Screams of joy and pleasure may be more recognizable to us than screams of fear

April 13, 2021
We're better at identifying happy screams than those of anger or terror. (Pixabay/StartupStockPhotos)

We're better at identifying happy screams than those of anger or terror. (Pixabay/StartupStockPhotos)

Scientists at the University of Zurich have discovered that humans can more efficiently process and categorize screams that evoke positive or nonalarming emotions than those that communicate aggression or fear. 

The findings, published Tuesday in PLOS Biology, contradict prior assumptions that humans are better equipped to identify screams of fear and rage in order to recognize and avoid environmental dangers. The team isolated and classified six types of screams representing different emotional extremes, including overwhelming pleasure, sadness and anger. 

Throughout the experiment, "We always had the Beatles in mind," Sascha Frühholz, a University of Zurich neurologist and the study's lead author, told The Academic Times. "The Beatles always had contact with groupies, and you have all this footage with thousands of people screaming out of joy."

This was a reminder, Frühholz said, that humans have a much more complicated relationship with screams than other animals do. Across most of the animal kingdom — and especially in primates and birds — screams have limited communicative power: They're used to express either fear or aggression. But as the University of Zurich team confirmed, human screams have a more robust sound pattern that can evoke vastly different emotional extremes, both positive and negative.

The team's research built on evidence from the field of affective neuroscience, the study of how the brain decodes facial expressions, voices and other emotional cues. Recent studies have indicated that humans are able to detect fear, more than any other emotion, in other bodily indicators, such as sweat.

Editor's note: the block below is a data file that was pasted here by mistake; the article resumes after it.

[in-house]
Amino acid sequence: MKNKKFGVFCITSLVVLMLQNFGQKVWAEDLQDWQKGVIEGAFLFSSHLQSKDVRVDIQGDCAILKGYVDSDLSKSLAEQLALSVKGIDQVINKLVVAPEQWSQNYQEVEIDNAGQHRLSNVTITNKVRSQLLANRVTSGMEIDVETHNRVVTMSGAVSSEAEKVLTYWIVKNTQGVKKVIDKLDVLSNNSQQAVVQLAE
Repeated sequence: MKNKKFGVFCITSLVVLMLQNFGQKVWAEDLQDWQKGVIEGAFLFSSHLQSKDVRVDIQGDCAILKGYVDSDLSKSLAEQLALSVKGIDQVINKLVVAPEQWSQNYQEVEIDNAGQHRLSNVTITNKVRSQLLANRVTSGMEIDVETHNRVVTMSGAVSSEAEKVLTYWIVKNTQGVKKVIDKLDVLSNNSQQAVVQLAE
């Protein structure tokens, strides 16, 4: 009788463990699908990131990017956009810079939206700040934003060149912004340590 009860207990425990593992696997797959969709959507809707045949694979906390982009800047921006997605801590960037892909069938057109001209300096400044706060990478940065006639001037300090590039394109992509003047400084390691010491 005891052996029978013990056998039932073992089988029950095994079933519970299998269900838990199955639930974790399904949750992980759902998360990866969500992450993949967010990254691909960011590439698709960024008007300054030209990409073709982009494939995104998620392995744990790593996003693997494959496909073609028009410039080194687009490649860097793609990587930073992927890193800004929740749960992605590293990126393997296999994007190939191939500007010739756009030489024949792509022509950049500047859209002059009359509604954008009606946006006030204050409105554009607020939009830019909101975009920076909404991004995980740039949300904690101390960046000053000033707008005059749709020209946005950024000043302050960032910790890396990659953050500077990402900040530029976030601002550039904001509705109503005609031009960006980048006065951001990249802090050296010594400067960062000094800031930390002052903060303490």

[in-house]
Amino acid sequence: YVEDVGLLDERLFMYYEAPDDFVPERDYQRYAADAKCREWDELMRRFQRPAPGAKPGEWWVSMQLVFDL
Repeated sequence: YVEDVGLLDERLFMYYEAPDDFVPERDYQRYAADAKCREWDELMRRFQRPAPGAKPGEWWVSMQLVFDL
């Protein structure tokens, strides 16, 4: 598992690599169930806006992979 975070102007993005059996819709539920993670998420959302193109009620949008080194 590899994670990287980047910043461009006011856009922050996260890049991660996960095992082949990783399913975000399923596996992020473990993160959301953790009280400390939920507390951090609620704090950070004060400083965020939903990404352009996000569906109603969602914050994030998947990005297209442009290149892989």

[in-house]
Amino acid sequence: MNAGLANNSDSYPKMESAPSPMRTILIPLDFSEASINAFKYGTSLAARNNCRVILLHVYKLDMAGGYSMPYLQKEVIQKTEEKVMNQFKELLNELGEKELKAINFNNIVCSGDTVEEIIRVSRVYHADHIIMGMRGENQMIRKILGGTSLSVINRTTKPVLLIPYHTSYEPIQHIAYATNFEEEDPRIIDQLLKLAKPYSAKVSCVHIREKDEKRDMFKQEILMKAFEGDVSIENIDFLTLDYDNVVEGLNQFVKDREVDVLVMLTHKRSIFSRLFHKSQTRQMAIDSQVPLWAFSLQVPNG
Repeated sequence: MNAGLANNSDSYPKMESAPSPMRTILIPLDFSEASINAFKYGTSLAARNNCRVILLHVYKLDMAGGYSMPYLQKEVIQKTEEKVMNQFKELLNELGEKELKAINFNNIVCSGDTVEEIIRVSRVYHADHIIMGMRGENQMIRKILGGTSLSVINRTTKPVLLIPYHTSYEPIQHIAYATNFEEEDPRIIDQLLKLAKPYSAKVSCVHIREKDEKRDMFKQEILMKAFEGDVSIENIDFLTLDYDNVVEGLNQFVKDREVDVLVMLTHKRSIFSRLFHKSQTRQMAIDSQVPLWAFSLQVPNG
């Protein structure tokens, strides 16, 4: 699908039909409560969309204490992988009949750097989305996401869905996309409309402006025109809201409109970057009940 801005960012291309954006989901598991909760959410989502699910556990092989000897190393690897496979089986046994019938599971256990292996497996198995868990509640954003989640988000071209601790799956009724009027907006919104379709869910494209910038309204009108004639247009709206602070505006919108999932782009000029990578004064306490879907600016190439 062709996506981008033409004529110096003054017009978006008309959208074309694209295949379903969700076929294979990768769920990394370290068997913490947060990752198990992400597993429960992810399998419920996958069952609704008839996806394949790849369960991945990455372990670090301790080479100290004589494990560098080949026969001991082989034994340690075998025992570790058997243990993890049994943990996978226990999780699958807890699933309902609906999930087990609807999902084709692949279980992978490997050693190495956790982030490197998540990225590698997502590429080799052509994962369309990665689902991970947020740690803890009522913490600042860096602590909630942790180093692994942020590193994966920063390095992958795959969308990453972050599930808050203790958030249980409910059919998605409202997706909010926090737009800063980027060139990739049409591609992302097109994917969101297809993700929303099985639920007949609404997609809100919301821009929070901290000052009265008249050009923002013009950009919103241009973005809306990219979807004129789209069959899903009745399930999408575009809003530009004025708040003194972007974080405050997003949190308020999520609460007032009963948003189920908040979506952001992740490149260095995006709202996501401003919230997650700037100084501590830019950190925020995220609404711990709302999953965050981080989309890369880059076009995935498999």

In order to gather samples for the study, researchers asked 12 volunteers to record a total of 420 screams. Each person was asked to scream under different imagined scenarios. To prompt a joyful yelp, for instance, the scientists asked participants to imagine that their favorite sports team had just won a major game. The team avoided recruiting actors or vocal experts in order to capture a more unrefined dataset that represented the general population's screaming tendencies, rather than those of a specialized subset. 

Because screams are often spontaneous — prompted by a startling change in one's surroundings — screaming outside of an appropriate context might feel socially uncomfortable to some individuals. To counteract this problem, the researchers designed a private environment for participants to record their screams without fear of judgment. "We have a sound booth that is completely isolated," Frühholz explained. "We told them, 'Okay, you go inside, we close the door, we cannot hear you, we cannot see you, there's only a microphone, and [you can] scream as much as possible.'"